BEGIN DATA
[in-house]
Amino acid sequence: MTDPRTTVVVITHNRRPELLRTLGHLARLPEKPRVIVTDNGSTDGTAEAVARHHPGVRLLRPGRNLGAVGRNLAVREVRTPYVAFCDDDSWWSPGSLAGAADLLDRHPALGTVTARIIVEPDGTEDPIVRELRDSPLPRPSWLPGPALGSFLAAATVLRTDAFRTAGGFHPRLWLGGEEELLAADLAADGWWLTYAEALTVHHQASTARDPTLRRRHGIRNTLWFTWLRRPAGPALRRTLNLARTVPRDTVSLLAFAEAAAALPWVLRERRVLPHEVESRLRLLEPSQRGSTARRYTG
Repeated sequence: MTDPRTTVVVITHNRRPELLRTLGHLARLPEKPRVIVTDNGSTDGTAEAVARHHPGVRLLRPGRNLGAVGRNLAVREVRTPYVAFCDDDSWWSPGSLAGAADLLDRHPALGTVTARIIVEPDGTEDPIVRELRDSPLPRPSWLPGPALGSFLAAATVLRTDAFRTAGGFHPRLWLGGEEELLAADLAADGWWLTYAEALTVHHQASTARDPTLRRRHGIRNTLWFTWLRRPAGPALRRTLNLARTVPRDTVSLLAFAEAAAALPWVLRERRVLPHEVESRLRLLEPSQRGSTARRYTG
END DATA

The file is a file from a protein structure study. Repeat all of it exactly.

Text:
[in-house]
Amino acid sequence: MTDPRTTVVVITHNRRPELLRTLGHLARLPEKPRVIVTDNGSTDGTAEAVARHHPGVRLLRPGRNLGAVGRNLAVREVRTPYVAFCDDDSWWSPGSLAGAADLLDRHPALGTVTARIIVEPDGTEDPIVRELRDSPLPRPSWLPGPALGSFLAAATVLRTDAFRTAGGFHPRLWLGGEEELLAADLAADGWWLTYAEALTVHHQASTARDPTLRRRHGIRNTLWFTWLRRPAGPALRRTLNLARTVPRDTVSLLAFAEAAAALPWVLRERRVLPHEVESRLRLLEPSQRGSTARRYTG
Repeated sequence: MTDPRTTVVVITHNRRPELLRTLGHLARLPEKPRVIVTDNGSTDGTAEAVARHHPGVRLLRPGRNLGAVGRNLAVREVRTPYVAFCDDDSWWSPGSLAGAADLLDRHPALGTVTARIIVEPDGTEDPIVRELRDSPLPRPSWLPGPALGSFLAAATVLRTDAFRTAGGFHPRLWLGGEEELLAADLAADGWWLTYAEALTVHHQASTARDPTLRRRHGIRNTLWFTWLRRPAGPALRRTLNLARTVPRDTVSLLAFAEAAAALPWVLRERRVLPHEVESRLRLLEPSQRGSTARRYTG